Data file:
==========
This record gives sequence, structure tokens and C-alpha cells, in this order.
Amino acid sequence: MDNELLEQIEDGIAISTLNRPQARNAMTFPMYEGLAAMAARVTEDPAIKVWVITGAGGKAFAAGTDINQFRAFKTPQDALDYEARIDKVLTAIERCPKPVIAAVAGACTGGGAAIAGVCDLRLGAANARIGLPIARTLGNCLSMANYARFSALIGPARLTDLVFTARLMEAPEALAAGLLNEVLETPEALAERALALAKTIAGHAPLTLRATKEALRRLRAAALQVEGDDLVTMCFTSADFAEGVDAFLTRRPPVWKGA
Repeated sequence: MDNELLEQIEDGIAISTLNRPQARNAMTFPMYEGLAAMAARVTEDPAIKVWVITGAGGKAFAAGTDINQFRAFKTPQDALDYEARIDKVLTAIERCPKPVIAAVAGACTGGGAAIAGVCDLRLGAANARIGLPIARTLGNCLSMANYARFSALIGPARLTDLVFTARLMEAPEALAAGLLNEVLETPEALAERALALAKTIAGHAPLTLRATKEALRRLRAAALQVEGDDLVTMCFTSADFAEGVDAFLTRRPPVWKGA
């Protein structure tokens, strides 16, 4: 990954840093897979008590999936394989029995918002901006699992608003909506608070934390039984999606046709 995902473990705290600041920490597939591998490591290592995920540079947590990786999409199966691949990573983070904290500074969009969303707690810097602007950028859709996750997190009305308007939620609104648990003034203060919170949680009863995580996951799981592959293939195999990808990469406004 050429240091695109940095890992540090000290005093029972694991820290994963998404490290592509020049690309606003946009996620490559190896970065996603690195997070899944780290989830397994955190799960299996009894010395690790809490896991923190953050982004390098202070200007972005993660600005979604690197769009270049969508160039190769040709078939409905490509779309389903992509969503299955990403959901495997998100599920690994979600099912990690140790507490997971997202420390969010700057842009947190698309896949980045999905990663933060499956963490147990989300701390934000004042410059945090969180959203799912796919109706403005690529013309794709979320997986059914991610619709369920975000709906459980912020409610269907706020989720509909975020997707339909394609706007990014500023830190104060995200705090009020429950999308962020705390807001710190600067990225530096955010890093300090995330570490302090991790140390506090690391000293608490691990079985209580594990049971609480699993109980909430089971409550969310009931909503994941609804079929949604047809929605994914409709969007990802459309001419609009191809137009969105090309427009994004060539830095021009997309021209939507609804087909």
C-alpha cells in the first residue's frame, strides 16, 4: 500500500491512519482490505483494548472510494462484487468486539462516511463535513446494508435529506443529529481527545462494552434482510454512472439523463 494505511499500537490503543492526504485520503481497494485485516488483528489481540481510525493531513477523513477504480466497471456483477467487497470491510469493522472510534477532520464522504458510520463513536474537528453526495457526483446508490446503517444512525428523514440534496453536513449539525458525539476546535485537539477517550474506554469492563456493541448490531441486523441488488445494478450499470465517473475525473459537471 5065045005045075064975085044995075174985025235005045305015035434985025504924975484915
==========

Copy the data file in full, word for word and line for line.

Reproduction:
This record gives sequence, structure tokens and C-alpha cells, in this order.
Amino acid sequence: MDNELLEQIEDGIAISTLNRPQARNAMTFPMYEGLAAMAARVTEDPAIKVWVITGAGGKAFAAGTDINQFRAFKTPQDALDYEARIDKVLTAIERCPKPVIAAVAGACTGGGAAIAGVCDLRLGAANARIGLPIARTLGNCLSMANYARFSALIGPARLTDLVFTARLMEAPEALAAGLLNEVLETPEALAERALALAKTIAGHAPLTLRATKEALRRLRAAALQVEGDDLVTMCFTSADFAEGVDAFLTRRPPVWKGA
Repeated sequence: MDNELLEQIEDGIAISTLNRPQARNAMTFPMYEGLAAMAARVTEDPAIKVWVITGAGGKAFAAGTDINQFRAFKTPQDALDYEARIDKVLTAIERCPKPVIAAVAGACTGGGAAIAGVCDLRLGAANARIGLPIARTLGNCLSMANYARFSALIGPARLTDLVFTARLMEAPEALAAGLLNEVLETPEALAERALALAKTIAGHAPLTLRATKEALRRLRAAALQVEGDDLVTMCFTSADFAEGVDAFLTRRPPVWKGA
């Protein structure tokens, strides 16, 4: 990954840093897979008590999936394989029995918002901006699992608003909506608070934390039984999606046709 995902473990705290600041920490597939591998490591290592995920540079947590990786999409199966691949990573983070904290500074969009969303707690810097602007950028859709996750997190009305308007939620609104648990003034203060919170949680009863995580996951799981592959293939195999990808990469406004 050429240091695109940095890992540090000290005093029972694991820290994963998404490290592509020049690309606003946009996620490559190896970065996603690195997070899944780290989830397994955190799960299996009894010395690790809490896991923190953050982004390098202070200007972005993660600005979604690197769009270049969508160039190769040709078939409905490509779309389903992509969503299955990403959901495997998100599920690994979600099912990690140790507490997971997202420390969010700057842009947190698309896949980045999905990663933060499956963490147990989300701390934000004042410059945090969180959203799912796919109706403005690529013309794709979320997986059914991610619709369920975000709906459980912020409610269907706020989720509909975020997707339909394609706007990014500023830190104060995200705090009020429950999308962020705390807001710190600067990225530096955010890093300090995330570490302090991790140390506090690391000293608490691990079985209580594990049971609480699993109980909430089971409550969310009931909503994941609804079929949604047809929605994914409709969007990802459309001419609009191809137009969105090309427009994004060539830095021009997309021209939507609804087909």
C-alpha cells in the first residue's frame, strides 16, 4: 500500500491512519482490505483494548472510494462484487468486539462516511463535513446494508435529506443529529481527545462494552434482510454512472439523463 494505511499500537490503543492526504485520503481497494485485516488483528489481540481510525493531513477523513477504480466497471456483477467487497470491510469493522472510534477532520464522504458510520463513536474537528453526495457526483446508490446503517444512525428523514440534496453536513449539525458525539476546535485537539477517550474506554469492563456493541448490531441486523441488488445494478450499470465517473475525473459537471 5065045005045075064975085044995075174985025235005045305015035434985025504924975484915